If you want something, then go after it! Do anything in your power to achieve your goals. But there is just one caveat … you must continue what you start and follow through on your plans, otherwise you are doing more harm to yourself than good.
I wanted to touch upon this topic because, at the start of every year, many people start setting their New Year resolutions. “They want to lose 20 pounds, go to the gym every day, and wake up early every morning to work on a passion project.” However, quite often, one month into the New Year they fall apart and forget about all their goals and action plans. The outcome of this type of goal setting is more worrisome than not setting any goals at all. The reason is that you haven’t only failed to reach your goals, but you’ve also begun a process of reinforcing a new belief in your subconscious mind; the belief that you are not accountable to finishing what you start. Therefore, this can plant the seeds to cultivating a dangerous self-fulfilling prophecy, where you unconsciously expect not to finish what you start. What’s even worse though is one can be content, without ever consciously being aware of it, that Setting but not Reaching your goals is normal.
So, it’s important to start with setting small and achievable goals for set duration of time which you know you can control and follow through on. This way you are teaching your subconscious mind that no matter what goal you set, you will finish what you start. This goal can be a task which is so easy, that you find no excuses to not finish it. For example, it could be as easy as committing to doing 3 push-ups every day for the next 3 months. I had a client who was overweight by 25 pounds and hadn’t exercised for 10 years. Every time he weighed himself, he told himself he really needed to lose some weight. So finally, one day, he set himself a goal to go to the gym for one hour every day. However, after a week of trying to follow this routine, he fell apart and returned to his sedentary habits. What started out as a concerted initiative to change became a daunting task instead; the thought of getting up and going to the gym for ONE hour became overwhelming for him.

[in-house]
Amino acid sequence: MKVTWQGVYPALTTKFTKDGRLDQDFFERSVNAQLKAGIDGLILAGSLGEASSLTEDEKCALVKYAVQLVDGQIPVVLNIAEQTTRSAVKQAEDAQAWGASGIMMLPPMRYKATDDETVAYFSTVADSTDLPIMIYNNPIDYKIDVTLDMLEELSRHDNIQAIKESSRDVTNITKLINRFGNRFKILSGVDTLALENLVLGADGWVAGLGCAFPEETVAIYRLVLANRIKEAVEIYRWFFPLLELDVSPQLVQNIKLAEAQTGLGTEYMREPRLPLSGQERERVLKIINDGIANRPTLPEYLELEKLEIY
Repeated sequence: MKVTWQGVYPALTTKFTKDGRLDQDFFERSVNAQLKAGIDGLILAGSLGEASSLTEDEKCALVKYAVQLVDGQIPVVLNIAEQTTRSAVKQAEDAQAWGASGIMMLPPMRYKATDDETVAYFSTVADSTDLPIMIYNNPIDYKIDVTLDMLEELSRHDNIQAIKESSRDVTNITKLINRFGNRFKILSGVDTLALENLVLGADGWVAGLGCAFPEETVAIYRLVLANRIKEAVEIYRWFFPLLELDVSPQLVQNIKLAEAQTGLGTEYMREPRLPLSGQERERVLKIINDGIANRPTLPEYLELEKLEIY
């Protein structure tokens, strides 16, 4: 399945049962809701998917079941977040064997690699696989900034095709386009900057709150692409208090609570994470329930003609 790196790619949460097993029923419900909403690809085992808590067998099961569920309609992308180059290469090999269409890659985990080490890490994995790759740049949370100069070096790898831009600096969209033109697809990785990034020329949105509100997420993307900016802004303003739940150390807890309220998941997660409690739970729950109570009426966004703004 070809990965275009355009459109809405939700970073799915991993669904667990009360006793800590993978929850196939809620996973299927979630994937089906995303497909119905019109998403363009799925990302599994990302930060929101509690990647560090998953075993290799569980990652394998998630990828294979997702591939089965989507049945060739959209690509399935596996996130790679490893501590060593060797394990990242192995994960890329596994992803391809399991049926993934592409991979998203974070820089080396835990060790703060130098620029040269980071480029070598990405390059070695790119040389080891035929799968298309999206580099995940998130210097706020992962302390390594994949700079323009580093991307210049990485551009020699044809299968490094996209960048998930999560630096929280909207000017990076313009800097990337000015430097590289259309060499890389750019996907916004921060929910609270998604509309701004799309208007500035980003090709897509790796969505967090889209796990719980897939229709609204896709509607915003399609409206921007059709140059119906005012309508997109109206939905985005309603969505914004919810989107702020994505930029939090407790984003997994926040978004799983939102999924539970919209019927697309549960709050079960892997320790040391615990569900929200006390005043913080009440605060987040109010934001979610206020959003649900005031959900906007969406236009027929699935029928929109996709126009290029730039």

The more he set difficult goals for himself and gave up in the middle of his action plans, the more powerless he felt in life. It was beginning to deeply be rooted into his subconscious mind, such that it didn’t matter what routine he started, he was never be able to continue for more than one week.
So, one day I suggested to start approaching his desire to become more active by starting with setting himself “Planned Success Result Goals”, which means to set small goals that are impossible to fail at achieving. I told him, “Why don’t you start with just saying to yourself that you will do 1 push-up every day for next 90 days, something you can accomplish in less than 5 seconds, where accomplishing it is not a matter of time, but rather a matter of commitment.” I remember he laughed and said he would do 3 push-ups. So, for the next 90 days, not only was he able to achieve this, but he slowly increased the number of push-ups to 100 a day.
What was even more incredible was not only he managed to stick to his goal, but he hardwired into his lifestyle a habit of having to exercise daily. Hence, within 6 months, he lost over 25 pounds. Also, he developed the habit of setting smalls goals and following through on it by developing an internal coping mechanism to control himself in more ways than before. Today, he is not afraid to set himself bigger and more challenging goals, because he knows that he will follow through regardless of any external circumstances. He’s developed the skills to committing to finish what he starts.
Our subconscious mind is very powerful, it’s the source of our belief system that programs what we can or cannot do in our life. This belief system has been developed over many years through different activities and events. The only way to change your old limiting beliefs is to change your daily actions which results into new habits. Then eventually, you begin to instill new beliefs and motives to drive your subconscious mind and hence, your behavior.